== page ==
The first green thing that worried me this week is in the hallway, across from the kids’ room. I saw it, stuck to the wall and glowing LED-ly in the dark, when I came home from work Monday night:
It’s the control pad for our new heating/AC system. I don’t have a clue how to operate it. My husband, aka Captain Thermostat, read the manual and keeps ‘forgetting’ to tell me where he’s keeping it.
I’m thinking it might be easier to knit myself a sweater and less stressful to become a seasonal nudist than figure out this thing. It’s got a humidity control, for pizza’s sake.*
I also don’t know how we’re going to match the paint to cover that white patch where the old thermostat was—this summer, we threw out all the old, solidified paint left by the previous owners. Guess I’ll have to chip a bit off the wall and see if they can match it at the store.
I’d rather repaint the walls something less . . . brown** . . . but we blew all our money on a furnace that wasn’t trying to kill us.
And I really can’t complain about that.
USO: Unidentifed Squishy Object
Yesterday, I once again found myself encountering something that I hoped belonged to one of my children and wasn’t going to attack, infect, or impregnate the family’s nasal passages as we slept:
“Sunny? What is that thing on your bed?”
She came running in to look. “Oh,” she said. “That’s my bubbleguppy.”
“Your . . . ”
“Bubbleguppy, Mommy. Like on TV. He used to be an ocapuss, but now he’s my own bubbleguppy.”
I did what I usually do when Sunny confuses me—I went to find Janie, whose nose was stuck in my Netbook. “Honey? Is a Bubbleguppy a real thing?”
She nodded without looking up from her astrophysics lesson.*** “They have games on the Nick Jr. website.”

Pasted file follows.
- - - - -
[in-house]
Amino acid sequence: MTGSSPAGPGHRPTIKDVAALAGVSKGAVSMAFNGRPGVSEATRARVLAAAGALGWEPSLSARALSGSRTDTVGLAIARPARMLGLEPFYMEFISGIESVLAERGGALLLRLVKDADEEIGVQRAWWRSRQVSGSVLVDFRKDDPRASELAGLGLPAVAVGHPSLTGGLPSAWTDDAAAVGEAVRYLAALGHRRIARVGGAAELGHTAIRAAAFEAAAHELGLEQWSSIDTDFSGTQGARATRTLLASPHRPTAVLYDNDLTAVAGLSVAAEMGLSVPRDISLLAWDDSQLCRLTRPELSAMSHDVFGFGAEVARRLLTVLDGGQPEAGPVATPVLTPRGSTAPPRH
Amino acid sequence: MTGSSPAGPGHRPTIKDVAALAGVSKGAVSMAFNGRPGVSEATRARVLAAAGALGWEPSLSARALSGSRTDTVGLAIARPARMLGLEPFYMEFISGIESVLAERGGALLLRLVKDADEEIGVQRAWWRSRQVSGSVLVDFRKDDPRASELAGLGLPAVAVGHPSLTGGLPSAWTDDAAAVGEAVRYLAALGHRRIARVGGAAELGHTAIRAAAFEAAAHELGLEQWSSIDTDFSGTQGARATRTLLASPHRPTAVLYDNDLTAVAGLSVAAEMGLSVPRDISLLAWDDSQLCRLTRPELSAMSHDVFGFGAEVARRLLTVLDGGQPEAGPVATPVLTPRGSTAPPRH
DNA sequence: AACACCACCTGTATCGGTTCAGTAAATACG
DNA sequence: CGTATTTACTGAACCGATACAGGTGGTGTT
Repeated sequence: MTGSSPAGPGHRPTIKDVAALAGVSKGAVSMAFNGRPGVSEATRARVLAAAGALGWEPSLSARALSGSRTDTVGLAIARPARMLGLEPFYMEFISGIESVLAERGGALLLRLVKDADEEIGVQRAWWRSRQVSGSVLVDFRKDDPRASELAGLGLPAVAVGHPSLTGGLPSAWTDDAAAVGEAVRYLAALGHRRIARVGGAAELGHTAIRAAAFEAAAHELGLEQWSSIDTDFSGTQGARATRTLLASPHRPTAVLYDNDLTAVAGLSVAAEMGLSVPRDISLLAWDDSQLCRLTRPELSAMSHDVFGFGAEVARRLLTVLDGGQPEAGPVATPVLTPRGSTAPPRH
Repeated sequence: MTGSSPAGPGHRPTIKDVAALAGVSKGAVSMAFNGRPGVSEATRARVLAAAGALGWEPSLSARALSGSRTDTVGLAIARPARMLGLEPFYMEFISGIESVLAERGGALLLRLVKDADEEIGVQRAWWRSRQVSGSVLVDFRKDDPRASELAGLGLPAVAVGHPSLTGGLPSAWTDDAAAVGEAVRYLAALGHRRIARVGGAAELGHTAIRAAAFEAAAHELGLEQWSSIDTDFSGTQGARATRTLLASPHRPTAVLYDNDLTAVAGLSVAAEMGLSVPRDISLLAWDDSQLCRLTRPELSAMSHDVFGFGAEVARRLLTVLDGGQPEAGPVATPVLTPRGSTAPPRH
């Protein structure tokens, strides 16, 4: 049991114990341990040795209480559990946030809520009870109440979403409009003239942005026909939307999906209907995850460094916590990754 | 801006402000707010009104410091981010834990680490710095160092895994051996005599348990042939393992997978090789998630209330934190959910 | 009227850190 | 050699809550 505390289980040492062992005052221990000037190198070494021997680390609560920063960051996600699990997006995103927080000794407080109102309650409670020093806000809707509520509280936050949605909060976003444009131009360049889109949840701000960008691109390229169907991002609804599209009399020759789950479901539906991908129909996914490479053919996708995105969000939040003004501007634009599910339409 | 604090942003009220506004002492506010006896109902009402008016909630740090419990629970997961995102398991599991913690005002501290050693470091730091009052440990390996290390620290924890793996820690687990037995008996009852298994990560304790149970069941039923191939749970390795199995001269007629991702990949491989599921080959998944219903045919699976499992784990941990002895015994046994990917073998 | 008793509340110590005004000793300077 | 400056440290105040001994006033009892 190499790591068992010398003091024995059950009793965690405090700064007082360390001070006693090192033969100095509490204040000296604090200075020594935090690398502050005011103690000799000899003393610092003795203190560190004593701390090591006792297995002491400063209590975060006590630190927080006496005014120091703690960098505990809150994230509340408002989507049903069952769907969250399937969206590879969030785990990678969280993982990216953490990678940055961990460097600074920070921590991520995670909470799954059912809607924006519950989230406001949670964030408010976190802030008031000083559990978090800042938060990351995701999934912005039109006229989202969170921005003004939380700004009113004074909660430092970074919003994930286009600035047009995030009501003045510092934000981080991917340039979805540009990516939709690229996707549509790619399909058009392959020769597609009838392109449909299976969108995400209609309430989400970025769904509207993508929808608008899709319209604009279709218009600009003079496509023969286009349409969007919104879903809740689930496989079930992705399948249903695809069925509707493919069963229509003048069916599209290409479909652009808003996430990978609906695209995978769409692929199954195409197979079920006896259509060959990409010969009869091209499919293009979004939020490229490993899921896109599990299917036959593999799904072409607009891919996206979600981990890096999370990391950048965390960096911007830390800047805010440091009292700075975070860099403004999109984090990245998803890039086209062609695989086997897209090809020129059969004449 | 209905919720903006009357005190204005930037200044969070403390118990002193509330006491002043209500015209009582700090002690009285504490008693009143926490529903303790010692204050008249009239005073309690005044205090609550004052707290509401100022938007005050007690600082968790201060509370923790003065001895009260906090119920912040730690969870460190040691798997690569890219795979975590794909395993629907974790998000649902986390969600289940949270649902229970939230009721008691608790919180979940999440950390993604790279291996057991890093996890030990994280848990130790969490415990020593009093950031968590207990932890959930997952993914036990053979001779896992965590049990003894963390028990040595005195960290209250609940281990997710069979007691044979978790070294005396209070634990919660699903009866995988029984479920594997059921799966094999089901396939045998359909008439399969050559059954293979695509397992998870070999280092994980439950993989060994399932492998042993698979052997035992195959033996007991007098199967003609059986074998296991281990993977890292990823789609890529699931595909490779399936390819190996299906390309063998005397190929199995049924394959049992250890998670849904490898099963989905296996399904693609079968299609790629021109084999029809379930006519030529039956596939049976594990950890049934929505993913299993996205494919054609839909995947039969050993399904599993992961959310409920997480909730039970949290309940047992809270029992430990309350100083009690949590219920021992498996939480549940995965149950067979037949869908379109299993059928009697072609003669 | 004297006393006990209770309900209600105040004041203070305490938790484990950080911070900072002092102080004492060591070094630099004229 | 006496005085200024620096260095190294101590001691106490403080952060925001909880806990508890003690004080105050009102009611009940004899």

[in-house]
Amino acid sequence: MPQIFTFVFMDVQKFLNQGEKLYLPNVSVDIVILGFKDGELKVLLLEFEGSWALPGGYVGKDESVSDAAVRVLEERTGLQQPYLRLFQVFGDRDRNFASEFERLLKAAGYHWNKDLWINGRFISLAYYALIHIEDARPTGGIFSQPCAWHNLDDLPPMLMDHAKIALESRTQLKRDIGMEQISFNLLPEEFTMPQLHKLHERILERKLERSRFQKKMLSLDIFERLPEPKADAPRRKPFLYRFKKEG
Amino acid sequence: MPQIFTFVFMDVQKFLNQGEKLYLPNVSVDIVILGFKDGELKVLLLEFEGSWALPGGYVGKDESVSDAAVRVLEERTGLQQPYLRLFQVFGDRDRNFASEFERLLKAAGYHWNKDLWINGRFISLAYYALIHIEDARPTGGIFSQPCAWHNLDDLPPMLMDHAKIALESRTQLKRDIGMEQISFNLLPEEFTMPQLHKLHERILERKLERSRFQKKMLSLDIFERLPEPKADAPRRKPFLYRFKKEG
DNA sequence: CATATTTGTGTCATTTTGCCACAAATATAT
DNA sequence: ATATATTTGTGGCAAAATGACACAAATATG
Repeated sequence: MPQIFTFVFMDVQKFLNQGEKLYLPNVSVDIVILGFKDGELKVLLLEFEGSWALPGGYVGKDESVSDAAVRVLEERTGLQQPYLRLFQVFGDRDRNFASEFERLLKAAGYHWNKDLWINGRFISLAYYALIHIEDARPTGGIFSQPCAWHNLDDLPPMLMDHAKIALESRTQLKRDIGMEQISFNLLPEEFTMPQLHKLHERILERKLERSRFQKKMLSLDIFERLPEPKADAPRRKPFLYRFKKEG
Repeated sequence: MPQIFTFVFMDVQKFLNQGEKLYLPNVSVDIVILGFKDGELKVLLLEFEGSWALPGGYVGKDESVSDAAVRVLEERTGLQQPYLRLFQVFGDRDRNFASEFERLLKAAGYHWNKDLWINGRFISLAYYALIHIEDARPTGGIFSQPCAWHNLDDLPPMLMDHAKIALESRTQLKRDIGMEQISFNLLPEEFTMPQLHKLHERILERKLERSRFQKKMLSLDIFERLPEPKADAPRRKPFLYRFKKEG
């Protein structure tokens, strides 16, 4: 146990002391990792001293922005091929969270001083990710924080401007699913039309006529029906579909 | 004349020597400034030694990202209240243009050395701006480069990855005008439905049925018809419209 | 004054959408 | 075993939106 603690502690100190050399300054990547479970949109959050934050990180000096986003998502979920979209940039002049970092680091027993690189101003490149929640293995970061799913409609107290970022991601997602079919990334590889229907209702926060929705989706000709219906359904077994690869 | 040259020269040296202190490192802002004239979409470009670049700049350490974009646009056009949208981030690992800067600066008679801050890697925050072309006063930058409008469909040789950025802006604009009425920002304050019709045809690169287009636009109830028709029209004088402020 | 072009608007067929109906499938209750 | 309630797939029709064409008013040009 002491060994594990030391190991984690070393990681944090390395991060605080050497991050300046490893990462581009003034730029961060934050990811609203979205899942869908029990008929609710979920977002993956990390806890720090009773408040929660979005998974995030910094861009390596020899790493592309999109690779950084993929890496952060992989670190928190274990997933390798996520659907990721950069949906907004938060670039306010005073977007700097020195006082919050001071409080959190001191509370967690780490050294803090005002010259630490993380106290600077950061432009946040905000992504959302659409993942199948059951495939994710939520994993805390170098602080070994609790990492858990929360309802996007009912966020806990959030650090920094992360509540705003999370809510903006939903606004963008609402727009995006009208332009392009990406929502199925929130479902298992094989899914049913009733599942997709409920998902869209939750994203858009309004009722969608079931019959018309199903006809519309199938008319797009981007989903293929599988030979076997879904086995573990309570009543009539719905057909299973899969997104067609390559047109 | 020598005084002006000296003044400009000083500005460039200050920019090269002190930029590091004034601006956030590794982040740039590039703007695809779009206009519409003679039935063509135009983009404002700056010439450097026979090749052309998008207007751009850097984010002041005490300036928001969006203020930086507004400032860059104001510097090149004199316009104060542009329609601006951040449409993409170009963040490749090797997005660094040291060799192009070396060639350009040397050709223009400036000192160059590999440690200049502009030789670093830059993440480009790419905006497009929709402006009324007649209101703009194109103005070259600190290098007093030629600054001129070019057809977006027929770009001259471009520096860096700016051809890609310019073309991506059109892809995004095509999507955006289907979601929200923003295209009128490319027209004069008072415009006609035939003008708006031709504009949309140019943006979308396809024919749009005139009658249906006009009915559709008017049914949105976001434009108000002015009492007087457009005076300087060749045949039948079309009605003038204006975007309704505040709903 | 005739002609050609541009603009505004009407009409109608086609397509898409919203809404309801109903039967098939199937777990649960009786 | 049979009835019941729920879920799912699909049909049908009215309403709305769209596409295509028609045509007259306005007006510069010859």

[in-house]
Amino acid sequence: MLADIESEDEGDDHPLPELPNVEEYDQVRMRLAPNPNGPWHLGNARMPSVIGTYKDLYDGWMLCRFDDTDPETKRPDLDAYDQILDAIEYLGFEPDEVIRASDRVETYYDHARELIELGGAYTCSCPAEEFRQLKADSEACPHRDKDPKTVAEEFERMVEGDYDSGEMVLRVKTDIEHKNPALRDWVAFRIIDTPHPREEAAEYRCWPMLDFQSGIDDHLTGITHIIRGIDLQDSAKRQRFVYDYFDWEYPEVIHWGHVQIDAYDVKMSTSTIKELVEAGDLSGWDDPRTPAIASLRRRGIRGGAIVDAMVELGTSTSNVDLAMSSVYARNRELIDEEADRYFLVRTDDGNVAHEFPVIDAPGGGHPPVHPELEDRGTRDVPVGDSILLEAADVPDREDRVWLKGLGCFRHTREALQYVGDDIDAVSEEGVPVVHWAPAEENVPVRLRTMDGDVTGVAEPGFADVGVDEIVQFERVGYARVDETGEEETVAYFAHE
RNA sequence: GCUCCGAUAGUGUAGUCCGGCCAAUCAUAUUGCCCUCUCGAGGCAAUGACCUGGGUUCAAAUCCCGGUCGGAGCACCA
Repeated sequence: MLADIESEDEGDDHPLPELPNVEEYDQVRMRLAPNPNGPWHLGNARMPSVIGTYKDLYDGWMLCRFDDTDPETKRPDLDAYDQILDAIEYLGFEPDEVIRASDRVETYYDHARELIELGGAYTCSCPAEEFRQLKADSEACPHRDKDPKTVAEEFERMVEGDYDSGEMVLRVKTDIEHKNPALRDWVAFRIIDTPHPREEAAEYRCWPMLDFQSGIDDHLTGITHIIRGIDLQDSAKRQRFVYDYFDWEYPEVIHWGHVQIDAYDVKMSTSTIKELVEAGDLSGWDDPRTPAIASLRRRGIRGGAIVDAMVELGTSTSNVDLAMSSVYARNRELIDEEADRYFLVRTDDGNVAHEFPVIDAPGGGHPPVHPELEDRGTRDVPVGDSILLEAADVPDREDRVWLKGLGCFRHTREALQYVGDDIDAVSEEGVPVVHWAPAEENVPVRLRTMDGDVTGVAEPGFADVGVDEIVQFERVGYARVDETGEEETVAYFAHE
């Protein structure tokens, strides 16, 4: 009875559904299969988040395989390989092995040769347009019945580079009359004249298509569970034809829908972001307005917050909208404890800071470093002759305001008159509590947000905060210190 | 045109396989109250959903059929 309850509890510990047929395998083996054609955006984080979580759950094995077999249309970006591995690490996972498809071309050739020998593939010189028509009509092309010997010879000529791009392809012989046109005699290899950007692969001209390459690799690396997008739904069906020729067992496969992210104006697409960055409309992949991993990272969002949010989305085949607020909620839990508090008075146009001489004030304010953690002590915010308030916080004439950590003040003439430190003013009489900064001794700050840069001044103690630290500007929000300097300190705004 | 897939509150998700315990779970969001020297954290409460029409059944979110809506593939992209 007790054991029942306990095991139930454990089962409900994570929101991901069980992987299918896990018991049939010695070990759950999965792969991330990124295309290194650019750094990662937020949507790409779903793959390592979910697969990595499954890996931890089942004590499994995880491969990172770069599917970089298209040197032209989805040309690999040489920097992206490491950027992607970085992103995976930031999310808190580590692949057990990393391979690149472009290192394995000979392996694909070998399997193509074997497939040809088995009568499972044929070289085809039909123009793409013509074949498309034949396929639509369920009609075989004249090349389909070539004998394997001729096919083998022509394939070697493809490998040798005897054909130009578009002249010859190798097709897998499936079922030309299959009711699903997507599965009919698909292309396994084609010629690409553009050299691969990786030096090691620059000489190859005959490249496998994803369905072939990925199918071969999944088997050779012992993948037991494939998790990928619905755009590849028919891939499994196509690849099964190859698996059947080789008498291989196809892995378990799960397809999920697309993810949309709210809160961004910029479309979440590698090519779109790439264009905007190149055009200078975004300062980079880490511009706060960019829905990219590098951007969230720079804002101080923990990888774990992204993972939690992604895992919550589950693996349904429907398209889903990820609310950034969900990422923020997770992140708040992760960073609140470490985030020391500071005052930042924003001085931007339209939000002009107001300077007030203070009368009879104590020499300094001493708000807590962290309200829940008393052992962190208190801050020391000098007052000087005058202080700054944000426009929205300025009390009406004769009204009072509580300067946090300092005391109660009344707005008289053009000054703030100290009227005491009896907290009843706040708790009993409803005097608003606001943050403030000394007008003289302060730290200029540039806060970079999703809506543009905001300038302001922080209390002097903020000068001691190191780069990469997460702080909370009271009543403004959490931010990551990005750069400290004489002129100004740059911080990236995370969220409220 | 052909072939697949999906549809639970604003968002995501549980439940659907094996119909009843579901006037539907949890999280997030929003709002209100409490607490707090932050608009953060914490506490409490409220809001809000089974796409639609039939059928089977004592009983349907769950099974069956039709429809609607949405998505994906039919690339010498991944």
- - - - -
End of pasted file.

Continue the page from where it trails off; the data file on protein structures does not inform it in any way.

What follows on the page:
So I investigated.
Bubble-guppies, according to the website, look like this:
I’ll wait a moment for you to compare the images.
Yeah. Me neither.
So I called Sunny again. “Honey? Why is this a Bubbleguppy?”
“Oh.” She climbed up on the bed. “Because he can do this:”
Accessory to Murder
At Thanksgiving, my mother brought us a beautiful planter full of herbs:
She really should have known better.
I exude a natural pheromone that causes all plants but clover and crabgrass to choke up and wither. I once kept a feeder goldfish alive in a plastic mustard jar for four and a half years in my college dorm room, but I am Death to houseplants.
And they know it.
Case in point: a college friend once gave me a cutting from her ginormous night-blooming cereus—a type of cactus that produces one or two flowers a year—that had grown all over her dorm room in two weeks. I planted it in the right soil, I gave it the right amount of water, and it remained a green leaf in a pot for an entire semester, except for the last week, when it was a brown leaf in a pot.
I brought it home to Mom at Christmas break, thinking she could use the pot for something, and forgot about it until I came home at Spring break— to find my leaf had exploded joyfully all over the broad, shallow dormer where Mom keeps her plants. It filled the entire picture window.
I stopped in my tracks. “Is that . . . ?”
“Yes,” she said, pointing to the ceiling. “And the damn thing’s burrowed into the plaster!”
Not only that, but it produces five or six blossoms three or four times a year. It was blooming when I arrived home, though one flower dropped off when I looked at it.^
Obviously, Mom neglected to pass along her green thumbs. Instead, I have the thumbs of a cereal killer.
I mentioned this when she handed me the planter full of sage, rosemary, thyme, marjoram, and mint.^^ “You know you’ve just doomed these poor things to a short, unhappy life.”
“I know,” she said. “But they’ll last until we can use them on the turkey.”
See? She willingly and with prior knowledge handed ’em over. That’s accessory to herbicide, that is.
But I’m not cruel—I gave the planter to my MIL, and so far, so good. Except for that yellow patch on one side.
What? I like mint in my tea.
Janie came into the kitchen last week, dropped something and said, “Oh, for pizza’s sake!”
“Hey,” I said. “I like that.”
She shrugged and said, “My friend Pete asked me to stop saying everything was for him. The other boys were getting the wrong idea.”
**My husband pointed out that it’s the same exact color as Talenti Belgian Milk Chocolate ice cream. I replied that Talenti was heaven in a bowl, not heaven smeared on a wall. The conversation kind of veered off course at that point . . .
***Seriously—coolmath.com. Janie’s learning all about percentages and fractions and moving in n-space and how to kick Santa down a chimney using vectors and trajectories. I highly recommend it.
^I swear I’m not exaggerating.
^^Identification isn’t my problem. Intimidation is.